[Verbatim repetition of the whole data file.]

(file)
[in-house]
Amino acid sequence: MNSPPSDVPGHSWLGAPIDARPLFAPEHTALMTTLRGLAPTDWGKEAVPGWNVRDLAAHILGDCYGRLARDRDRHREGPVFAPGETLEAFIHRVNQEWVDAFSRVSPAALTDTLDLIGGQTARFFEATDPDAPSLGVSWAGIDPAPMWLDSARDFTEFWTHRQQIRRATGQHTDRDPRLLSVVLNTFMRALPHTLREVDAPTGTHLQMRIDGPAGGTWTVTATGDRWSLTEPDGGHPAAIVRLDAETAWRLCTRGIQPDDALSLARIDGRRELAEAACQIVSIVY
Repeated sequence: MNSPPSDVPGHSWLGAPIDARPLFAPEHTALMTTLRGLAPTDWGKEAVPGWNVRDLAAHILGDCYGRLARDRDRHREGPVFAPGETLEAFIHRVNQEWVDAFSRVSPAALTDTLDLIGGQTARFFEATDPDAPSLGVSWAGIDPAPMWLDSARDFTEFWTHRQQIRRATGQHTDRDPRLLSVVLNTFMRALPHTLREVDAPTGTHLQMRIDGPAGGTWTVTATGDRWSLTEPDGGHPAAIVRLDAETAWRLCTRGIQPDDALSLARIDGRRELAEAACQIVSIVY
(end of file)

[in-house]
Amino acid sequence: MNSPPSDVPGHSWLGAPIDARPLFAPEHTALMTTLRGLAPTDWGKEAVPGWNVRDLAAHILGDCYGRLARDRDRHREGPVFAPGETLEAFIHRVNQEWVDAFSRVSPAALTDTLDLIGGQTARFFEATDPDAPSLGVSWAGIDPAPMWLDSARDFTEFWTHRQQIRRATGQHTDRDPRLLSVVLNTFMRALPHTLREVDAPTGTHLQMRIDGPAGGTWTVTATGDRWSLTEPDGGHPAAIVRLDAETAWRLCTRGIQPDDALSLARIDGRRELAEAACQIVSIVY
Repeated sequence: MNSPPSDVPGHSWLGAPIDARPLFAPEHTALMTTLRGLAPTDWGKEAVPGWNVRDLAAHILGDCYGRLARDRDRHREGPVFAPGETLEAFIHRVNQEWVDAFSRVSPAALTDTLDLIGGQTARFFEATDPDAPSLGVSWAGIDPAPMWLDSARDFTEFWTHRQQIRRATGQHTDRDPRLLSVVLNTFMRALPHTLREVDAPTGTHLQMRIDGPAGGTWTVTATGDRWSLTEPDGGHPAAIVRLDAETAWRLCTRGIQPDDALSLARIDGRRELAEAACQIVSIVY